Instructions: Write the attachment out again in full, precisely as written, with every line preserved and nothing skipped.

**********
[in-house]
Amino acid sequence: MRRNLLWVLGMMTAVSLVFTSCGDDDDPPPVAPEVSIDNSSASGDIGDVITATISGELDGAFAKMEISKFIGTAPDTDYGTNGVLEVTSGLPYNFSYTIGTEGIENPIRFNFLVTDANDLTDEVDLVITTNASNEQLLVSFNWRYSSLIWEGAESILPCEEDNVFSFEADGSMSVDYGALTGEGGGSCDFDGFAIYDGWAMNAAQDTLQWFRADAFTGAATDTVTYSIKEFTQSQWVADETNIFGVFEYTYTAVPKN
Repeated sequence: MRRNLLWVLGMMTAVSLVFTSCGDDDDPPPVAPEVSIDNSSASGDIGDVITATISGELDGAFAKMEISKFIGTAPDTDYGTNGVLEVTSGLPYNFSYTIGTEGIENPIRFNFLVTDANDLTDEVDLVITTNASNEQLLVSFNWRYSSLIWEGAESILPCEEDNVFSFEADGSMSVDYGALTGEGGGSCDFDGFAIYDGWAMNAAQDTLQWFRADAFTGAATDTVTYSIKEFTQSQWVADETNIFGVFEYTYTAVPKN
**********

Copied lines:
[in-house]
Amino acid sequence: MRRNLLWVLGMMTAVSLVFTSCGDDDDPPPVAPEVSIDNSSASGDIGDVITATISGELDGAFAKMEISKFIGTAPDTDYGTNGVLEVTSGLPYNFSYTIGTEGIENPIRFNFLVTDANDLTDEVDLVITTNASNEQLLVSFNWRYSSLIWEGAESILPCEEDNVFSFEADGSMSVDYGALTGEGGGSCDFDGFAIYDGWAMNAAQDTLQWFRADAFTGAATDTVTYSIKEFTQSQWVADETNIFGVFEYTYTAVPKN
Repeated sequence: MRRNLLWVLGMMTAVSLVFTSCGDDDDPPPVAPEVSIDNSSASGDIGDVITATISGELDGAFAKMEISKFIGTAPDTDYGTNGVLEVTSGLPYNFSYTIGTEGIENPIRFNFLVTDANDLTDEVDLVITTNASNEQLLVSFNWRYSSLIWEGAESILPCEEDNVFSFEADGSMSVDYGALTGEGGGSCDFDGFAIYDGWAMNAAQDTLQWFRADAFTGAATDTVTYSIKEFTQSQWVADETNIFGVFEYTYTAVPKN